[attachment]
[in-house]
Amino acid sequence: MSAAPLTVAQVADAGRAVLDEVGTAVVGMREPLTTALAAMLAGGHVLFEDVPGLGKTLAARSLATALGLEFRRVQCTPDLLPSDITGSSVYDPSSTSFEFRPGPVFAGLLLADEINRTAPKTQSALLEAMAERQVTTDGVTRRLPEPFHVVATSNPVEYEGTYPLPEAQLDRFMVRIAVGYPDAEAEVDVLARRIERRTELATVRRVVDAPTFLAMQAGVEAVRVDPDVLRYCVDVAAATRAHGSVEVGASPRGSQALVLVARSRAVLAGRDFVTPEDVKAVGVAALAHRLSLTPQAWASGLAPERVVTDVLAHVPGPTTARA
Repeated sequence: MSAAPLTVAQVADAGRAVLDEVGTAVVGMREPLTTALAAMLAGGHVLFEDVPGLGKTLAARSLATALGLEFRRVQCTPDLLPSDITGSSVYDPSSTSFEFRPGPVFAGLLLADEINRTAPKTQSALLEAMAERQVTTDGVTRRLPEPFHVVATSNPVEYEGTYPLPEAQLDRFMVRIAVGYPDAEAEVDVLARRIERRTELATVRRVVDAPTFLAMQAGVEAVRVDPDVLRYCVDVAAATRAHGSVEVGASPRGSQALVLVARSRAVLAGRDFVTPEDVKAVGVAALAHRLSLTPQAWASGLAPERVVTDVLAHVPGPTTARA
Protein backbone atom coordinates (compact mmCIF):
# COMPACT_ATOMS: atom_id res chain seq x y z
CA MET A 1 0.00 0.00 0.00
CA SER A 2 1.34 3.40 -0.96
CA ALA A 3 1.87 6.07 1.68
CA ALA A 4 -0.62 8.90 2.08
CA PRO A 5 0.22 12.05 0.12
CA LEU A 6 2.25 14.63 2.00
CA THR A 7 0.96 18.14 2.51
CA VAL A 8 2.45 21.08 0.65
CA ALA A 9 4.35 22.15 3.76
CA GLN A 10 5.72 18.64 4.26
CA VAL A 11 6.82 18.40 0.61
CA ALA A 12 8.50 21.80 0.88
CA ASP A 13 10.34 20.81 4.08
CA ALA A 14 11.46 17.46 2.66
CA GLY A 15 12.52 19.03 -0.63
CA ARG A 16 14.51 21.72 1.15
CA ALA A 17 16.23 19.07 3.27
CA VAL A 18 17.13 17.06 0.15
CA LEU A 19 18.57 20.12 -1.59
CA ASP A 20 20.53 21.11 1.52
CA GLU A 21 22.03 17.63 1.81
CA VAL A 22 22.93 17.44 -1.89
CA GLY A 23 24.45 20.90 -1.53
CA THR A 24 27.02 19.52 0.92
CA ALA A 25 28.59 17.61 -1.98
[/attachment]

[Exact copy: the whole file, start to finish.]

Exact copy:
[in-house]
Amino acid sequence: MSAAPLTVAQVADAGRAVLDEVGTAVVGMREPLTTALAAMLAGGHVLFEDVPGLGKTLAARSLATALGLEFRRVQCTPDLLPSDITGSSVYDPSSTSFEFRPGPVFAGLLLADEINRTAPKTQSALLEAMAERQVTTDGVTRRLPEPFHVVATSNPVEYEGTYPLPEAQLDRFMVRIAVGYPDAEAEVDVLARRIERRTELATVRRVVDAPTFLAMQAGVEAVRVDPDVLRYCVDVAAATRAHGSVEVGASPRGSQALVLVARSRAVLAGRDFVTPEDVKAVGVAALAHRLSLTPQAWASGLAPERVVTDVLAHVPGPTTARA
Repeated sequence: MSAAPLTVAQVADAGRAVLDEVGTAVVGMREPLTTALAAMLAGGHVLFEDVPGLGKTLAARSLATALGLEFRRVQCTPDLLPSDITGSSVYDPSSTSFEFRPGPVFAGLLLADEINRTAPKTQSALLEAMAERQVTTDGVTRRLPEPFHVVATSNPVEYEGTYPLPEAQLDRFMVRIAVGYPDAEAEVDVLARRIERRTELATVRRVVDAPTFLAMQAGVEAVRVDPDVLRYCVDVAAATRAHGSVEVGASPRGSQALVLVARSRAVLAGRDFVTPEDVKAVGVAALAHRLSLTPQAWASGLAPERVVTDVLAHVPGPTTARA
Protein backbone atom coordinates (compact mmCIF):
# COMPACT_ATOMS: atom_id res chain seq x y z
CA MET A 1 0.00 0.00 0.00
CA SER A 2 1.34 3.40 -0.96
CA ALA A 3 1.87 6.07 1.68
CA ALA A 4 -0.62 8.90 2.08
CA PRO A 5 0.22 12.05 0.12
CA LEU A 6 2.25 14.63 2.00
CA THR A 7 0.96 18.14 2.51
CA VAL A 8 2.45 21.08 0.65
CA ALA A 9 4.35 22.15 3.76
CA GLN A 10 5.72 18.64 4.26
CA VAL A 11 6.82 18.40 0.61
CA ALA A 12 8.50 21.80 0.88
CA ASP A 13 10.34 20.81 4.08
CA ALA A 14 11.46 17.46 2.66
CA GLY A 15 12.52 19.03 -0.63
CA ARG A 16 14.51 21.72 1.15
CA ALA A 17 16.23 19.07 3.27
CA VAL A 18 17.13 17.06 0.15
CA LEU A 19 18.57 20.12 -1.59
CA ASP A 20 20.53 21.11 1.52
CA GLU A 21 22.03 17.63 1.81
CA VAL A 22 22.93 17.44 -1.89
CA GLY A 23 24.45 20.90 -1.53
CA THR A 24 27.02 19.52 0.92
CA ALA A 25 28.59 17.61 -1.98